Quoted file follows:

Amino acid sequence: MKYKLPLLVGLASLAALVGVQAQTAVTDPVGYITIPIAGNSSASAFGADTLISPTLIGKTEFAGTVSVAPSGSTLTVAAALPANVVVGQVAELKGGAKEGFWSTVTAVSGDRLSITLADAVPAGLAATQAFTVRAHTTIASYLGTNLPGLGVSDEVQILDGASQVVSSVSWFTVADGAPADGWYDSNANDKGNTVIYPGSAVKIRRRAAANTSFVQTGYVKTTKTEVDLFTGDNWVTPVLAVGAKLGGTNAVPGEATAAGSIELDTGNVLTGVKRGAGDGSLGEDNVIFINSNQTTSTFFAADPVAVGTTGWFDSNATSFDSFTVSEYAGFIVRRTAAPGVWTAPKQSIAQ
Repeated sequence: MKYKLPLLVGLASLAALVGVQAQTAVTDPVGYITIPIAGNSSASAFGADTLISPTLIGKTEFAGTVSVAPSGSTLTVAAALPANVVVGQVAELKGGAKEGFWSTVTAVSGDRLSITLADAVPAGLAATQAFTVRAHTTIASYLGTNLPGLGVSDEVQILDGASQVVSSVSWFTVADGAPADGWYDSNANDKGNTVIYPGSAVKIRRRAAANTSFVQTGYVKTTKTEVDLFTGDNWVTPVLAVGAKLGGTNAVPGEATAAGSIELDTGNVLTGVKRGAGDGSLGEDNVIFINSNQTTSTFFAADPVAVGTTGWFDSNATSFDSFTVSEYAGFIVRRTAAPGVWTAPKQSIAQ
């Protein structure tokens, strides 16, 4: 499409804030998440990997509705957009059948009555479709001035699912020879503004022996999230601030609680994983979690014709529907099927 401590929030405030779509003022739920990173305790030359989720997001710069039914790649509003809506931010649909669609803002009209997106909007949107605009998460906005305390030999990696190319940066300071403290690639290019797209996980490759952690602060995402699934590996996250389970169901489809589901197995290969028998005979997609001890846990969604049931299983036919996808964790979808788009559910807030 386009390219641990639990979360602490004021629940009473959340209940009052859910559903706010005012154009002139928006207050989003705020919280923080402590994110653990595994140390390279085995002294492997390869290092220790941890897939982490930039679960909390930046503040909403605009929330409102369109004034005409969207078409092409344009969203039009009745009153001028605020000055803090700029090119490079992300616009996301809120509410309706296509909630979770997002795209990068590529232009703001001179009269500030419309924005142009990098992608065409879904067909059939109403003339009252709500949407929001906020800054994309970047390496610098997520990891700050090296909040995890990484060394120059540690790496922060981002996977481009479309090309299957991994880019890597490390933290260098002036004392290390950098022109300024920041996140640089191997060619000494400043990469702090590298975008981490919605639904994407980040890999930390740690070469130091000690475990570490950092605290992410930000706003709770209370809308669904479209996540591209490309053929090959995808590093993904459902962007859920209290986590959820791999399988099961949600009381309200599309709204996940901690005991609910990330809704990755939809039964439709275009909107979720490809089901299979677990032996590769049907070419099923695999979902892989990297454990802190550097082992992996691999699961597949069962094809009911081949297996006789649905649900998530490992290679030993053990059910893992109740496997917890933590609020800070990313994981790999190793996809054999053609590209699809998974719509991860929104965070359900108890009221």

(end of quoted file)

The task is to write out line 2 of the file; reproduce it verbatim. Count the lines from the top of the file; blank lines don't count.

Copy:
Repeated sequence: MKYKLPLLVGLASLAALVGVQAQTAVTDPVGYITIPIAGNSSASAFGADTLISPTLIGKTEFAGTVSVAPSGSTLTVAAALPANVVVGQVAELKGGAKEGFWSTVTAVSGDRLSITLADAVPAGLAATQAFTVRAHTTIASYLGTNLPGLGVSDEVQILDGASQVVSSVSWFTVADGAPADGWYDSNANDKGNTVIYPGSAVKIRRRAAANTSFVQTGYVKTTKTEVDLFTGDNWVTPVLAVGAKLGGTNAVPGEATAAGSIELDTGNVLTGVKRGAGDGSLGEDNVIFINSNQTTSTFFAADPVAVGTTGWFDSNATSFDSFTVSEYAGFIVRRTAAPGVWTAPKQSIAQ